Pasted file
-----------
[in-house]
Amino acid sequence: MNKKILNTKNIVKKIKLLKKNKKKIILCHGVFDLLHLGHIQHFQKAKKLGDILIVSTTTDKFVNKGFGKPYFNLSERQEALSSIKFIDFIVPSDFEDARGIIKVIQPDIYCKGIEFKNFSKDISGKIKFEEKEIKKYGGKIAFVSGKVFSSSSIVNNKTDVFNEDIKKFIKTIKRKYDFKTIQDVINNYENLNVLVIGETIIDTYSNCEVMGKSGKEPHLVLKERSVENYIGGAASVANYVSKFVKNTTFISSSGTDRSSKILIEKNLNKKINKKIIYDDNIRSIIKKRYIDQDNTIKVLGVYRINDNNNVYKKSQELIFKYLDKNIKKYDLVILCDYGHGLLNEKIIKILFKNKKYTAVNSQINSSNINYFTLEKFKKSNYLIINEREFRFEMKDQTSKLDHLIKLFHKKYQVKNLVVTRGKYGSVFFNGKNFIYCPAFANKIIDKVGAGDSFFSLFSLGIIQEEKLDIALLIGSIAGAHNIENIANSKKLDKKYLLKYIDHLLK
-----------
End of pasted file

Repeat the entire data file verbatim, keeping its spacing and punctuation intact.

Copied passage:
[in-house]
Amino acid sequence: MNKKILNTKNIVKKIKLLKKNKKKIILCHGVFDLLHLGHIQHFQKAKKLGDILIVSTTTDKFVNKGFGKPYFNLSERQEALSSIKFIDFIVPSDFEDARGIIKVIQPDIYCKGIEFKNFSKDISGKIKFEEKEIKKYGGKIAFVSGKVFSSSSIVNNKTDVFNEDIKKFIKTIKRKYDFKTIQDVINNYENLNVLVIGETIIDTYSNCEVMGKSGKEPHLVLKERSVENYIGGAASVANYVSKFVKNTTFISSSGTDRSSKILIEKNLNKKINKKIIYDDNIRSIIKKRYIDQDNTIKVLGVYRINDNNNVYKKSQELIFKYLDKNIKKYDLVILCDYGHGLLNEKIIKILFKNKKYTAVNSQINSSNINYFTLEKFKKSNYLIINEREFRFEMKDQTSKLDHLIKLFHKKYQVKNLVVTRGKYGSVFFNGKNFIYCPAFANKIIDKVGAGDSFFSLFSLGIIQEEKLDIALLIGSIAGAHNIENIANSKKLDKKYLLKYIDHLLK